While absolutely nobody reads this blog, save for a handful of close friends, it seems I’ve been targeted by a spammer-bot that found me on LiveJournal, and just won’t quit with the comments. So, I’m going to handle the situation like I usually do when a problem with someone or something comes my way: by writing a polite note that is perfectly cordial on the outside, but on the inside, contains a very large middle finger. :)

Dear Spammer-Bot,

My comments are moderated for a variety of reasons, but you are one of them. Your comments will not be approved, so, please, stop wasting your time and mine.

Thanks,

*~ A.

In other news, I have now officially failed at/ broken all my New Year’s resolutions. I haven’t lost a single pound since successfully convincing the scale to take 5 off the number it shows me every day, I spend more time wasting time on the computer during my work day than actually working, I’m not in a financially promising situation due to all the things that are going into planning a friend’s bridal shower, bachelorette party, and attending her wedding next month, and I’ve only read one book and watched one movie on the “classics” list. The past few months have brought a good deal of distance, both physically and emotionally (though, ironically, not at the same time.) into my relationship with The Guy I Am Currently Dating. We’ve had open and kind of emotionally draining conversations about the future of our relationship—or, in my mind, the lack thereof.

I’m certain that those that have known me for a long time have pegged my recent sadness as simply that thing that happens to me every so often, where I realise I’m dissatisfied with my life, and ready to run: from a job that isn’t ultimately what I want to do, but is improving my life and good for me *right now*; from a relationship that often seems too hard and too complicated and destined to end as soon as it is time for me to make any kind of major life change; from a living situation I don’t like, with a roommate that simply refuses to find a full-time job and hasn’t paid more than $100 a month toward living expenses for a year; from friends that talk about me behind my back and I’m not always certain truly like me or consider me a friend, nor if I truly like them. I know I tend to run away from things rather than moving forward, but I haven’t done that in a long while, and as a result, I feel stuck.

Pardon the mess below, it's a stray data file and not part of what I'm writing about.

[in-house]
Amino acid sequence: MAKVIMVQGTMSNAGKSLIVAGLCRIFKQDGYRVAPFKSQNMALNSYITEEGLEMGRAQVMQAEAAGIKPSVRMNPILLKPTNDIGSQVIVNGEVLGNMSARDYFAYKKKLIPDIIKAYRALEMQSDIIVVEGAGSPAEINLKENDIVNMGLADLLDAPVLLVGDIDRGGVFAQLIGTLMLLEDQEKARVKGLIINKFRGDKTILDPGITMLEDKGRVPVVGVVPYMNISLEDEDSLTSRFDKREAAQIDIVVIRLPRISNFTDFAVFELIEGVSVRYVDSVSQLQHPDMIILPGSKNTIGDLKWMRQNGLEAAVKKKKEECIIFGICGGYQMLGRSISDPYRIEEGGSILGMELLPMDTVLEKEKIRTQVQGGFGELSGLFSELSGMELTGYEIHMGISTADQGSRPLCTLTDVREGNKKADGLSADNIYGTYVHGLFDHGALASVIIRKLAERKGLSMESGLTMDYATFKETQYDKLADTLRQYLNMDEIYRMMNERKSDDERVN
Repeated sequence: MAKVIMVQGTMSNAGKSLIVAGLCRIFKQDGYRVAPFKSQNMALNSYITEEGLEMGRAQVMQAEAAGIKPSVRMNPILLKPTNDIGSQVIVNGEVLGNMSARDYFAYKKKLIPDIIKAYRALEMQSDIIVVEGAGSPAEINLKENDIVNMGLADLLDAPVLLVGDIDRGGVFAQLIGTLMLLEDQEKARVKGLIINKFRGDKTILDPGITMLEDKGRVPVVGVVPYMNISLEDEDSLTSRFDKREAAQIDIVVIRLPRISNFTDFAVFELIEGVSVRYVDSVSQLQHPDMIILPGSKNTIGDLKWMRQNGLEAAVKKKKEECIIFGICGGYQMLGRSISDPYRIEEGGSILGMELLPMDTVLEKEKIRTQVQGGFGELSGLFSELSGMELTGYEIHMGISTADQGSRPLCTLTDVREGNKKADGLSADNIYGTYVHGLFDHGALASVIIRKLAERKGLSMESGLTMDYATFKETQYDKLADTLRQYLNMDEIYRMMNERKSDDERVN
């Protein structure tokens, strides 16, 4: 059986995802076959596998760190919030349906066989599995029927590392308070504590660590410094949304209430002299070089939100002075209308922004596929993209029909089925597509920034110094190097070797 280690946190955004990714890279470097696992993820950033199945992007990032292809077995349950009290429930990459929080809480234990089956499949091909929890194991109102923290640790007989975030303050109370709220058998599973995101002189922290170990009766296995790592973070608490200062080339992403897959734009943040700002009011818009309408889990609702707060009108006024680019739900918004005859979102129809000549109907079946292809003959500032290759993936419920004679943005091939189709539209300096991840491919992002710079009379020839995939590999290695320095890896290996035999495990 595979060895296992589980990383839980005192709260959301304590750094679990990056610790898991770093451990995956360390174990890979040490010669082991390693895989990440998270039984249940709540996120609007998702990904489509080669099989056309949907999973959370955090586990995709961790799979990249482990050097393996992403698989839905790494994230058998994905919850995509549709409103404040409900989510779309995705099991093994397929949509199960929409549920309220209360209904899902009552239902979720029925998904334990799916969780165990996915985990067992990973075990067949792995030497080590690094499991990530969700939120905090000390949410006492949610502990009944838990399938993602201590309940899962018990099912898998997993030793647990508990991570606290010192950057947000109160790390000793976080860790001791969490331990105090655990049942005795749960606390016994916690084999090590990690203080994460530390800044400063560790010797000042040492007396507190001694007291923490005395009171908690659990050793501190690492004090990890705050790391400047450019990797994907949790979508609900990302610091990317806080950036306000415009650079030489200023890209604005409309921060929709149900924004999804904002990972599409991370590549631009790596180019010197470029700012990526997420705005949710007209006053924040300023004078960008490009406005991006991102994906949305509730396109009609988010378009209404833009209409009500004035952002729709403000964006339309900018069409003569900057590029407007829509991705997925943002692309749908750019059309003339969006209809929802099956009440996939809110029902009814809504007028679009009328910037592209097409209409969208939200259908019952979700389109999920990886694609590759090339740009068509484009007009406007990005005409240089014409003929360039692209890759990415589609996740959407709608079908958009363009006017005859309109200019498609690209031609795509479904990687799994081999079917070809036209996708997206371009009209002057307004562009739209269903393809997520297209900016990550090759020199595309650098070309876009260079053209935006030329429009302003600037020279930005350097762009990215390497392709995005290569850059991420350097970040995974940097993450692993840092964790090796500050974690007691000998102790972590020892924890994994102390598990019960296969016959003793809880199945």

And while I know there are options for unsticking myself that don’t involve just packing up and going somewhere where nobody knows my name (which I guess means Boston is out. :P ), that idea can’t help but seem appealing and exciting to me. I’m ready for a new adventure, and for things to not always feel so stagnant. Part of me just wonders if I’ve exhausted my adventures here in Atlanta, while another part simply wants to move closer to the city and into my own apartment. Either way, I find myself being bored and restless, and while I don’t want to leave behind all the positive relationships I’ve built here and find myself all alone in the world, it seems like every time I finally develop something that feels like home and family, my natural inclination is to want to go away from it and visit it on holidays.

I am really, truly, in need of personal growth, adventure, and excitement. For the first time, concerns about relationships, work, money, and everything else aren’t paramount in my mind, although they really should be. My energy and focus always drifts away, and dreams of adventure, exciting changes, and recapturing my spirit.

I’m not really sure what to do with that, or about that.

….and, no, it had absolutely nothing to do with Sarah Palin. ;)

Tonight, although the world was pretty much back to normal and Atlanta decided to venture out again, The Guy I Am Currently Dating was still stuck inside his house, due to an excessive amount of ice in his driveway. Since our plans for tonight involved a trip to the movies, I decided to have movie night on my own.

I started off with “The Young Victoria”, a lovely period piece about the coming-of-age of the future Queen Victoria—a historical figure I know relatively little about, despite my great love for both the intrigue and drama of the history of the British monarchy, and literature/drama/fashion from the Victorian era. It focused not only on the political intrigue of the time, but on the love story between the young queen and Prince Albert, depicted as one of feminism, idealism, and equality, in a society when none of the above were popularly-held ideas.

Though some will likely find the story a little dull, as it focuses on character development much more than action, I thought it moved at a fast pace and was thoroughly engaging. I’d certainly recommend it to anyone who’s a fan of historical drama, period films, or quaint love stories—or anyone who sat through Showtime’s “The Tudors”. :)

Next, I decided to watch “Eat, Pray, Love”, based upon the book of the same name, which I read while in New York last month. Although I didn’t hold particularly high expectations for the book, it was enjoyable enough; it was something I could relate to, and so I figured I’d give the film a try.

Unfortunately, the author’s words simply don’t translate well to the screen, and after reading the book, the mental image I’d formed of the main character has little to do with the casting of Julia Roberts. It almost seems as if a different type of character—one 50 pounds thinner, 15 years older, and with lips that announce collagen injections gone wrong (I haven’t seen such painful-looking lips since Goldie Hawn in “The First Wives Club“.)—was created with the casting of Julia Roberts, and although Julia is typically very endearing, it actually makes the character far less likable than the one portrayed in the book.